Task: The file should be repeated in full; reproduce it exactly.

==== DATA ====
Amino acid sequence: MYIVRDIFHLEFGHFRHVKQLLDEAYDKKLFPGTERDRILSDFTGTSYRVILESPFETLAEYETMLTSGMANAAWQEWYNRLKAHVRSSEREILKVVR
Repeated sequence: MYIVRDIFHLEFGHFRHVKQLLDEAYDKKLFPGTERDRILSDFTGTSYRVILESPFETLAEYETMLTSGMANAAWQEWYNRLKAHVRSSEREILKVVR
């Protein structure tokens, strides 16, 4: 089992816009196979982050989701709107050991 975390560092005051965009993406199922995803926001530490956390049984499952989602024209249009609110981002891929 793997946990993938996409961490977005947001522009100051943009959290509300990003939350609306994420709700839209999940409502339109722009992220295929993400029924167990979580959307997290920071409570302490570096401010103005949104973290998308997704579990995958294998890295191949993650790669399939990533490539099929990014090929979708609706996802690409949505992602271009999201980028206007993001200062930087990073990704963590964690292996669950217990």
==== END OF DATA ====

Amino acid sequence: MYIVRDIFHLEFGHFRHVKQLLDEAYDKKLFPGTERDRILSDFTGTSYRVILESPFETLAEYETMLTSGMANAAWQEWYNRLKAHVRSSEREILKVVR
Repeated sequence: MYIVRDIFHLEFGHFRHVKQLLDEAYDKKLFPGTERDRILSDFTGTSYRVILESPFETLAEYETMLTSGMANAAWQEWYNRLKAHVRSSEREILKVVR
């Protein structure tokens, strides 16, 4: 089992816009196979982050989701709107050991 975390560092005051965009993406199922995803926001530490956390049984499952989602024209249009609110981002891929 793997946990993938996409961490977005947001522009100051943009959290509300990003939350609306994420709700839209999940409502339109722009992220295929993400029924167990979580959307997290920071409570302490570096401010103005949104973290998308997704579990995958294998890295191949993650790669399939990533490539099929990014090929979708609706996802690409949505992602271009999201980028206007993001200062930087990073990704963590964690292996669950217990």